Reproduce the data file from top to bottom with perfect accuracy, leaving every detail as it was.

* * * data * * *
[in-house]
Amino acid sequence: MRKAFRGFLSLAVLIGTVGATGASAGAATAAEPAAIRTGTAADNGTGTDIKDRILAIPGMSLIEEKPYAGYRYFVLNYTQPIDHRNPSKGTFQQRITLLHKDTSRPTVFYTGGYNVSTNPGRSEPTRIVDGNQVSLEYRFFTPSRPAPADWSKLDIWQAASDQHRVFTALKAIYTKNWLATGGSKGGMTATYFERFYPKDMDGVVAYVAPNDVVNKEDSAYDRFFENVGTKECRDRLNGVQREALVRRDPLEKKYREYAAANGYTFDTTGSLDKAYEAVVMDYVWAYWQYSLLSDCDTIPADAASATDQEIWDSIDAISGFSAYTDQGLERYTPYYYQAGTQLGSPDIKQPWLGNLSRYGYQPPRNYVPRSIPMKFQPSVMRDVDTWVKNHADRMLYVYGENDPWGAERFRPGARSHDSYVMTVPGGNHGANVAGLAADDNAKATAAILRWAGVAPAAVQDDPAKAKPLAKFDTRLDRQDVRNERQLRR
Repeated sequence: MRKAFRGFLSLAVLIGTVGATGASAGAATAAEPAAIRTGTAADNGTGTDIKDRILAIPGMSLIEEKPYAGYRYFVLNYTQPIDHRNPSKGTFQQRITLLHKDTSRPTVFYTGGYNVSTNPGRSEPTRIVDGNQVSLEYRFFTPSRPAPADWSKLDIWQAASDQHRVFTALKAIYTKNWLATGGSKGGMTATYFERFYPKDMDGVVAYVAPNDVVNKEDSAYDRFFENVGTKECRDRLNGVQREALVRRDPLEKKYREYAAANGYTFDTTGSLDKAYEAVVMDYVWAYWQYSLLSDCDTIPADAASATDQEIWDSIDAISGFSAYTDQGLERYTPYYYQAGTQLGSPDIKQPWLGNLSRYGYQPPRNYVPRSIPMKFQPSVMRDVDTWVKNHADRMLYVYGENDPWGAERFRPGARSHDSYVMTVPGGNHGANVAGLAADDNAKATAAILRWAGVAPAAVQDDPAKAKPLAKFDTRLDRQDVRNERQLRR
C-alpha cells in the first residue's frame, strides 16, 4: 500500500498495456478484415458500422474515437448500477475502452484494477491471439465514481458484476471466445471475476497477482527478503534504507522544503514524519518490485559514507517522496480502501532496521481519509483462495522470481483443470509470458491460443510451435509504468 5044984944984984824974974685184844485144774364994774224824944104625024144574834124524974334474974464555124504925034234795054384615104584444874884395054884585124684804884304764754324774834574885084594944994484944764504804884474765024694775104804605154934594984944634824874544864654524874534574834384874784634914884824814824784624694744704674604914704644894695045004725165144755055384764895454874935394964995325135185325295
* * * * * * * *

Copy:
[in-house]
Amino acid sequence: MRKAFRGFLSLAVLIGTVGATGASAGAATAAEPAAIRTGTAADNGTGTDIKDRILAIPGMSLIEEKPYAGYRYFVLNYTQPIDHRNPSKGTFQQRITLLHKDTSRPTVFYTGGYNVSTNPGRSEPTRIVDGNQVSLEYRFFTPSRPAPADWSKLDIWQAASDQHRVFTALKAIYTKNWLATGGSKGGMTATYFERFYPKDMDGVVAYVAPNDVVNKEDSAYDRFFENVGTKECRDRLNGVQREALVRRDPLEKKYREYAAANGYTFDTTGSLDKAYEAVVMDYVWAYWQYSLLSDCDTIPADAASATDQEIWDSIDAISGFSAYTDQGLERYTPYYYQAGTQLGSPDIKQPWLGNLSRYGYQPPRNYVPRSIPMKFQPSVMRDVDTWVKNHADRMLYVYGENDPWGAERFRPGARSHDSYVMTVPGGNHGANVAGLAADDNAKATAAILRWAGVAPAAVQDDPAKAKPLAKFDTRLDRQDVRNERQLRR
Repeated sequence: MRKAFRGFLSLAVLIGTVGATGASAGAATAAEPAAIRTGTAADNGTGTDIKDRILAIPGMSLIEEKPYAGYRYFVLNYTQPIDHRNPSKGTFQQRITLLHKDTSRPTVFYTGGYNVSTNPGRSEPTRIVDGNQVSLEYRFFTPSRPAPADWSKLDIWQAASDQHRVFTALKAIYTKNWLATGGSKGGMTATYFERFYPKDMDGVVAYVAPNDVVNKEDSAYDRFFENVGTKECRDRLNGVQREALVRRDPLEKKYREYAAANGYTFDTTGSLDKAYEAVVMDYVWAYWQYSLLSDCDTIPADAASATDQEIWDSIDAISGFSAYTDQGLERYTPYYYQAGTQLGSPDIKQPWLGNLSRYGYQPPRNYVPRSIPMKFQPSVMRDVDTWVKNHADRMLYVYGENDPWGAERFRPGARSHDSYVMTVPGGNHGANVAGLAADDNAKATAAILRWAGVAPAAVQDDPAKAKPLAKFDTRLDRQDVRNERQLRR
C-alpha cells in the first residue's frame, strides 16, 4: 500500500498495456478484415458500422474515437448500477475502452484494477491471439465514481458484476471466445471475476497477482527478503534504507522544503514524519518490485559514507517522496480502501532496521481519509483462495522470481483443470509470458491460443510451435509504468 5044984944984984824974974685184844485144774364994774224824944104625024144574834124524974334474974464555124504925034234795054384615104584444874884395054884585124684804884304764754324774834574885084594944994484944764504804884474765024694775104804605154934594984944634824874544864654524874534574834384874784634914884824814824784624694744704674604914704644894695045004725165144755055384764895454874935394964995325135185325295